I want to talk to you today about adding borders to your quilt. Adding borders correctly is key to having a quilt that is square, and that has a nice professional look when finished. It is also easier for you or a longarmer to quilt, as the borders won’t be wavy. This will make you, or the person quilting your top very happy!
Why did I decide to address the topic of borders today? Let me show you.
Can you see the waviness of the border print? Here’s a better shot. In the next picture the quilt top is laying flat on the floor. Seriously. This is flat.
I was given this top and asked to put on two additional borders – a 4″ black border, and a 10″ red print border. After I add the borders, I will be quilting the top. If I don’t address the wave in the top now, it will be impossible to quilt without having puckers, seams, tucks, and a nowhere near square quilt. This is why it is really important to keep your quilt blocks as square as possible, and to measure correctly when adding borders.
(I asked the person who gave me this top if I could use it here as a teaching topic and she happily agreed. She inherited the top and was not the maker.)
I’m going to share with you how I measure for adding borders. There are many ways; this one works well for me.
The key to adding borders that help keep your quilt square is measuring correctly. I’ve seen many quilters just measure the side of the quilt the border will be sewn to and cut the border to that length. Please, DO NOT do that! Also, please don’t sew on a border strip and then cut it to length. Unless your piecing is darn near perfect, you will end up with wavy, wonky borders.
The problem, as you can see in the pics above, is that there is so much waviness that the measurements will not be the same on each side of the quilt. In this quilt, the bottom of the quilt measured 73-1/2″, the top measured 73″, and the center measured 72″. There’s a 1-1/2″ difference between the size of the center and the size of the bottom.
Now, to help this top I can do one of two things. I can take those three measurements, add them up, divide by 3 and use that length to cut the border. In this case, that’s a lot of math with some really funky numbers. Instead, I opted to use the center measurement and cut both side borders 72″.
Then, I marked the center of the border strip and the center of the side of the quilt I was working on. I matched the border center to the quilt center and pinned it, then matched each end of the border strip to the ends of the quilt and pinned them. You can see I’ve got a lot of waviness to deal with.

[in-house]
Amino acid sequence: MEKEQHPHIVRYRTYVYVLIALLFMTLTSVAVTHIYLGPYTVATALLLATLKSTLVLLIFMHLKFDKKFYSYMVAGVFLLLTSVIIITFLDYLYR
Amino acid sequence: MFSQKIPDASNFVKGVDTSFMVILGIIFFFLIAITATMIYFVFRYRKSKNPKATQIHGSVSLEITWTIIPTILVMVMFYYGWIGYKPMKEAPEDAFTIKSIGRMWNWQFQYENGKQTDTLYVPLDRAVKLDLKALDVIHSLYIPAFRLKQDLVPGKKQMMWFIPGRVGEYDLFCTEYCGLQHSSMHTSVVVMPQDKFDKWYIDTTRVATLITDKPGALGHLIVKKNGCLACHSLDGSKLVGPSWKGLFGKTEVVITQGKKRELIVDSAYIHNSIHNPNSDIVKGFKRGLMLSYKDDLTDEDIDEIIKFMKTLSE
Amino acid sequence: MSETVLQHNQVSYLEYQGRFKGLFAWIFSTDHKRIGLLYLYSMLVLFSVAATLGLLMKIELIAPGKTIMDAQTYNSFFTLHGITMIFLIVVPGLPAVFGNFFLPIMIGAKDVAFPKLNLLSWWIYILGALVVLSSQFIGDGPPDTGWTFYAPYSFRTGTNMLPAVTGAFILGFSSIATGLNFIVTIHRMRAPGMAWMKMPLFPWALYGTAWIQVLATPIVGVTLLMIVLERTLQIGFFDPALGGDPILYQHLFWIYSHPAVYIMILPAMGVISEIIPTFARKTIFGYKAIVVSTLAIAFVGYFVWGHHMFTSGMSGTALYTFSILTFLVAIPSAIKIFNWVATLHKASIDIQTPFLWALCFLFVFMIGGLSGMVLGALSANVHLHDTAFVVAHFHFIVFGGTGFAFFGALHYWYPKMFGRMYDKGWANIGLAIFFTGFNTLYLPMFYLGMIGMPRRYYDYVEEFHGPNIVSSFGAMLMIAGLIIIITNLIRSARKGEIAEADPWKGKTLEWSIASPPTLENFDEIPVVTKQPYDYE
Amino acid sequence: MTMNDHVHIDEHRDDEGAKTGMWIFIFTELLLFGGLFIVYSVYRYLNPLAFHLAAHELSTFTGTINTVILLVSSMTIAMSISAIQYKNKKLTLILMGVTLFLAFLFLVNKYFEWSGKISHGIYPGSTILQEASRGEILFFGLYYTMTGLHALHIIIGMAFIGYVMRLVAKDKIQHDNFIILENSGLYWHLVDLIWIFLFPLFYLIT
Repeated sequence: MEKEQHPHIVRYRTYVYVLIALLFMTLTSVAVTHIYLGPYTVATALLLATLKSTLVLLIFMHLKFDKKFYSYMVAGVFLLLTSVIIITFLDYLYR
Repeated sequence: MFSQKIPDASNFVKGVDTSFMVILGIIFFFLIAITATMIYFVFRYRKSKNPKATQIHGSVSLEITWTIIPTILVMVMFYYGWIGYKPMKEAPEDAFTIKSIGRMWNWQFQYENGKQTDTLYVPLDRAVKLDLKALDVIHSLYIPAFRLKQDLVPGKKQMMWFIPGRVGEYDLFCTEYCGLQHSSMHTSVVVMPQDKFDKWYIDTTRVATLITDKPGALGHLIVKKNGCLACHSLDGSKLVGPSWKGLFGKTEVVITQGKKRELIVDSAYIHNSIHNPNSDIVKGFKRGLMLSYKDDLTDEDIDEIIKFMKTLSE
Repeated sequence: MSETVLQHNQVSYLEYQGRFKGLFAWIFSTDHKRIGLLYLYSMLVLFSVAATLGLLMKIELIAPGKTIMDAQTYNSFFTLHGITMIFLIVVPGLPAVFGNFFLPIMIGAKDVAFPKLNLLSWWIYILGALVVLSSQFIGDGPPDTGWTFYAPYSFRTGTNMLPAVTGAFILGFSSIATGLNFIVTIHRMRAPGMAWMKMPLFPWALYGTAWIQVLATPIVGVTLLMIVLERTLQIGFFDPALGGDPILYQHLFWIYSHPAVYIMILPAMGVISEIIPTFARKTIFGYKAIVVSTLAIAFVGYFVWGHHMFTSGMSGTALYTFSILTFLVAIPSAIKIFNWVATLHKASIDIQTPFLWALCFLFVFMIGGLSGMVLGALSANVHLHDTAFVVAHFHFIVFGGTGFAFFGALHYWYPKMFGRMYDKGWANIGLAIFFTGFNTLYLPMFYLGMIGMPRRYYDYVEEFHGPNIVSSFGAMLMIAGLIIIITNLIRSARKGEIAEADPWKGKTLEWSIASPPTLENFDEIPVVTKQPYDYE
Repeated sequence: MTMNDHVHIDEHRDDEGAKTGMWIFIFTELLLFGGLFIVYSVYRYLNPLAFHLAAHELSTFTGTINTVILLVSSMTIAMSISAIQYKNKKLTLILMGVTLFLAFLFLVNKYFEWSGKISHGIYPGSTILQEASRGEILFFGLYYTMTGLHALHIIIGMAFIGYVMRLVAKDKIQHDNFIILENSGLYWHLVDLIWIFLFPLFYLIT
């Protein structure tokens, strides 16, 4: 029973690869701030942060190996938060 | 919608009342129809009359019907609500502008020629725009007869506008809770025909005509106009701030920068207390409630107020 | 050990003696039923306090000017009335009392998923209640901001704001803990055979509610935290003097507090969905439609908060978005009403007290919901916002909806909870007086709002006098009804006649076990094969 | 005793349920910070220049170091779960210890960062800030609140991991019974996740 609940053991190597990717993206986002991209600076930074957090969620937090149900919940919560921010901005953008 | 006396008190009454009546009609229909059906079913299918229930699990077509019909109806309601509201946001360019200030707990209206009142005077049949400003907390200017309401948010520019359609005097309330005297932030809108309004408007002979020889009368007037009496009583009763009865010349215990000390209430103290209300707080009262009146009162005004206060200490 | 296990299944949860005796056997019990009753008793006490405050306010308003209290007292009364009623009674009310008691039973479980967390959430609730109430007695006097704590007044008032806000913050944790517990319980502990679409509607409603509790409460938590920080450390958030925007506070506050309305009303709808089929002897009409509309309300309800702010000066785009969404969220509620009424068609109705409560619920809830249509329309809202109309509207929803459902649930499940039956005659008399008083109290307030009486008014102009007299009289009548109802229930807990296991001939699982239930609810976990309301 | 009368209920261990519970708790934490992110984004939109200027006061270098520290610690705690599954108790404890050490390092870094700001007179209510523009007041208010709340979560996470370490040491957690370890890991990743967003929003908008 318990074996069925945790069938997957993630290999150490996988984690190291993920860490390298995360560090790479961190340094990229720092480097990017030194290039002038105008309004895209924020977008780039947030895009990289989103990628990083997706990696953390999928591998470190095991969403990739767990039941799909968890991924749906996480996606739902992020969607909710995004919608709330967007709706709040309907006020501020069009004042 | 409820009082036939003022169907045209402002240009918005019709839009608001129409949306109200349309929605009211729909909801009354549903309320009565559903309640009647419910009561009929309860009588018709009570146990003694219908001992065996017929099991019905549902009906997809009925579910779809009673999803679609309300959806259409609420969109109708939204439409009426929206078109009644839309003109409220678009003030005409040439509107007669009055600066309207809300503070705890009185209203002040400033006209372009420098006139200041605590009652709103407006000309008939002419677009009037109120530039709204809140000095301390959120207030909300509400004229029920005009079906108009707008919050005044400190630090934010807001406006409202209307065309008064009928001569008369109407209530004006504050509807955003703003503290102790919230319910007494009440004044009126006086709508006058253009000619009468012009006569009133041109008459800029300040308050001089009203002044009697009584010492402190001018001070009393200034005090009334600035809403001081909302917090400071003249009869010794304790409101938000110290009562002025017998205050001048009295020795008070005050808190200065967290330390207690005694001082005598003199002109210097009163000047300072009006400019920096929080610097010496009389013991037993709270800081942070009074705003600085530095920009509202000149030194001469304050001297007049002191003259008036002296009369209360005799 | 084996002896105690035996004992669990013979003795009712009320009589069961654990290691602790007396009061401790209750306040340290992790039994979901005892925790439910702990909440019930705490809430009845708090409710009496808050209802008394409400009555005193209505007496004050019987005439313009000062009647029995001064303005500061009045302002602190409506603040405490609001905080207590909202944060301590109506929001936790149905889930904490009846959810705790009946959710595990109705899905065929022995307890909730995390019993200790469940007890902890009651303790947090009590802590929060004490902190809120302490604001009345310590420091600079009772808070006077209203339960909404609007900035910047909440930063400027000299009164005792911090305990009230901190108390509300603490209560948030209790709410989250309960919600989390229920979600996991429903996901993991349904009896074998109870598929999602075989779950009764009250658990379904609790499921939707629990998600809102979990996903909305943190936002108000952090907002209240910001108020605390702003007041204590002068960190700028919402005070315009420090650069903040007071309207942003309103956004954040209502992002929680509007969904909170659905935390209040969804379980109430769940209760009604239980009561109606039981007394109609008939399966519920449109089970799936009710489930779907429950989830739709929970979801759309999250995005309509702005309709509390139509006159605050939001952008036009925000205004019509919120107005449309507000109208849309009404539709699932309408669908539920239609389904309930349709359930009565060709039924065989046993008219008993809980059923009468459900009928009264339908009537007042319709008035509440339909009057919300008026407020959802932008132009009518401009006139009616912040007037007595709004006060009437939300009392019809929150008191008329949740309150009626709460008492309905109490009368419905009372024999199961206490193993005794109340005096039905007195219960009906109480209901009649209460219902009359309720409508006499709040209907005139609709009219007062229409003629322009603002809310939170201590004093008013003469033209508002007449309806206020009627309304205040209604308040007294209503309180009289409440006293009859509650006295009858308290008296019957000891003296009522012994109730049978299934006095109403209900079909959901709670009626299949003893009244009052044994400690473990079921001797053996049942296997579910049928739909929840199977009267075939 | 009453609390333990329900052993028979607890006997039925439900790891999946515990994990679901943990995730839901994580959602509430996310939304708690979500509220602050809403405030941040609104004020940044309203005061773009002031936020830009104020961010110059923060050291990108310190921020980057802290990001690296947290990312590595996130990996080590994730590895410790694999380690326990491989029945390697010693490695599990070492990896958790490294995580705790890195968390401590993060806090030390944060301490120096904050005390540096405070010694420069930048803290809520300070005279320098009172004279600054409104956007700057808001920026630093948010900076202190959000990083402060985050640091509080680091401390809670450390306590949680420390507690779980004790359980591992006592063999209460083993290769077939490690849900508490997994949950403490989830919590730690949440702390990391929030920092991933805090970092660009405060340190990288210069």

Now you’re wondering what I’m going to do with that 1-1/2″ at the bottom, right? In a lot of quilts, there won’t be that much difference and the extra bit can be eased in when sewing on the border. This one required a bit more work.
I had to unpick a section of the print border and add a seam in that print to take out some of the extra fabric. It’s a lot of extra work, but it will pay off in the end.
After adding the two side borders, I measured the top through the center from side to side. This was the length I cut the pieces for the top and bottom. Here’s a graphic showing you how to measure your quilt top:
After fixing the black print border, easing in the excess, and sewing the first black border strip, this is what the quilt looks like:
Still not great, but getting better. I added the second side border in the same way, measuring 72″. Then I measured the quilt horizontally through the center and added the top and bottom borders.
I did the entire process a second time, to add the red print border. Here you can see that the borders are now straight, with no waviness:
Now, there is a lot of puffiness in the pieced center of the quilt. The blocks are not square, and the seam allowances are not a consistent size. Here you can see the puffiness in one of the blocks:
It will still be a challenge to quilt this top, but I find it is easier to quilt the puffiness out of quilt blocks, than to deal with really wavy borders. I will be quilting a meandering edge to edge design. Hopefully, once the quilt is bound and washed, the uneven quilt blocks will be less noticeable.
There are tons of tutorials and videos available online that can help anyone learn how to add a border to a quilt top. It’s an important step that should be given as much thought and consideration as the piecing of each block. And while this is in no way a tutorial, I hope you find the information here helpful.
This was the project that I had to get finished before I could do any more playing with the ombre fabric I showed you on Monday. I won’t be quilting it until after Christmas, so now I’m free to play all I want! 🙂
Just for fun, while I was sweating away on these borders this is what it was doing at my house:
Some of those snowflakes were huge! They looked so pretty floating through the air. Fortunately, it didn’t last long and we didn’t have any accumulation. Instead, we just have super cold weather!
Now, on to a totally different topic. I found this today and thought it was so cool I had to share.
Did you know you can ‘Gift’ a class from Craftsy to another person? How cool is that? Just find the class, hit the “Gift This” button, fill out the info and bam! another holiday gift taken care of. And, you can schedule when you want the class delivered. So, if you’re like me and always forgetting what day of the month your best friends birthday is on (!!) you can schedule the class to be delivered on that day!
(Yes….I’m a BAD friend, but in my defense her daughter’s birthday is two days later and I always get them mixed up! LOL)
So, if you want to give someone a class on quilting, knitting, cake decorating or any other craft, click this link to find out more.